I have had the Sam Cooke’s career collective, The Man Who Invented Soul, for many years and make it a point to listen to most of it at least once a year. Turns out Live at the Harlem Square Club, 1963 is included in that collection but since I rarely made it to the fourth disc, I never spent much time with it. Sitting down with this week’s record, I was hoping for something close to the transcendent experience of James Brown’s Live at the Apollo or as forceful as Otis Redding’s Otis Blue / Otis Redding Sings the Blues but came away a little disappointed. Don’t get me wrong, I will listen to Live at the Harlem Square Club, 1963 all day long but the suggestion that it is comparable to Live at the Apollo starts and stops with the word ‘Live.’ Granted, the comparison is unfair for several reasons. First, Live at the Harlem Square Club, 1963 wasn’t released until 1985, giving Live at the Apollo a lengthy head start. Second, Brown was building upon the foundation that Cooke laid down for him, expounding on the many variations of soul music while incorporating elements of rock and roll with a showmanship that leaps off the wax. Third, Cooke was still living in a pre-rock world when he made this record. The Beatles and the Beach Boys had yet to change the face of music. The concept of the album as art was still several years off and yet Cooke went out and made a live record, now a staple in the music industry, that can almost rival anything that came after it. Quite the amazing feat, if you ask me.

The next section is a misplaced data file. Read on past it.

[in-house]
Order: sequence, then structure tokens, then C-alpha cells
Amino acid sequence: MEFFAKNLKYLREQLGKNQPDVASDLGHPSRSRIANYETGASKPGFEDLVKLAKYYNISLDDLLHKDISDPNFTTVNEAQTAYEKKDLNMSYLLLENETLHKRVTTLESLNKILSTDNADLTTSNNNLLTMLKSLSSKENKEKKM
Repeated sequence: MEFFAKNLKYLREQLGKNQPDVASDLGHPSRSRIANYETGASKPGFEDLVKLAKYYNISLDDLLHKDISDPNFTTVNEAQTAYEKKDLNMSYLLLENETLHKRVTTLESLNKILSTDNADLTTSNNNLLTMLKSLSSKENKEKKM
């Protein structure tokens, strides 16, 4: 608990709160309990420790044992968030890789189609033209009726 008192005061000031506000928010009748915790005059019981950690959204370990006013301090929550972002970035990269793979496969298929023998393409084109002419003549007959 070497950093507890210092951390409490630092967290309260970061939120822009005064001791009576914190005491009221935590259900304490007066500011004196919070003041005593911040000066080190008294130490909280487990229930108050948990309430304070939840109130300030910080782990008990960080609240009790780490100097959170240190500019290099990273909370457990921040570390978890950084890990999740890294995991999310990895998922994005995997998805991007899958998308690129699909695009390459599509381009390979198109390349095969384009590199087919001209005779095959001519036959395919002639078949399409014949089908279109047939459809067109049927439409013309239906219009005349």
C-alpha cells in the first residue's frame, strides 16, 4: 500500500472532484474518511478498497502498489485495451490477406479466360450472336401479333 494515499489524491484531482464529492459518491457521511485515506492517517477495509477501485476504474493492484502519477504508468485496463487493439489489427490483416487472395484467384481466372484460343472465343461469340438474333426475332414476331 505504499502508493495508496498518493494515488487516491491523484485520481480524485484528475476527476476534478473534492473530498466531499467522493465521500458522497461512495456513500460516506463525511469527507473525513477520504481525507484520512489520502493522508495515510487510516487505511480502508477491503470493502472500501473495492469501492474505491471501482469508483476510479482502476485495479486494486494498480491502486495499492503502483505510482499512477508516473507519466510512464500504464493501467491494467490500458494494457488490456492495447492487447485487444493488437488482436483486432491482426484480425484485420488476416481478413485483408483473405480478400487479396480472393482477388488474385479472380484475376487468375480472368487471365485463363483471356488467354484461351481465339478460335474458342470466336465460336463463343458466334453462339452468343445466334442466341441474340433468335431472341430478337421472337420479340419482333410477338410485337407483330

Klinger: Hold the phone, Mendelsohn. You weren't listening to the box set version of this album the whole time, were you? Because if you were, by all accounts you were doing it wrong. RCA, the same geniuses who sat on this record for 22 years, also later decided to remaster the original LP and cut back on the crowd noise. In the process, they completely ruined the whole thing. This album is about capturing the electric energy of this live performance, and the crowd is an integral part of that. Listening to them sing along on "For Sentimental Reasons," or engaging in a call and response during "Bring It On Home to Me," or just buoying up Cooke with their bustling undercurrent of activity throughout, you understand the power of live performance. Cooke obviously got it too — his glee nearly jumps out of the speakers at you all throughout the album.
In his autobiography, Keith Richards talks about the difference between old records and newer ones. New records, he says, are about recording instruments, while old records were about recording the room. And while their nearly contemporaries, that's the difference between Live at the Apollo and Live at the Harlem Square Club, 1963 — the former is a recording of a performance, while the latter is a recording of an event. Which sort of brings us around to why Cooke's lost album caused such a stir when it was finally released. It showed a side of tougher, grittier side of Cooke that was on its way to being lost to nostalgia. I’ve read more than one review now that's all but dismissed Cooke's studio output as syrupy and milquetoast (mmm... syrupy milk toast...), which is of course completely unfair, but such was the excitement that surrounded the unarchiving of this recording.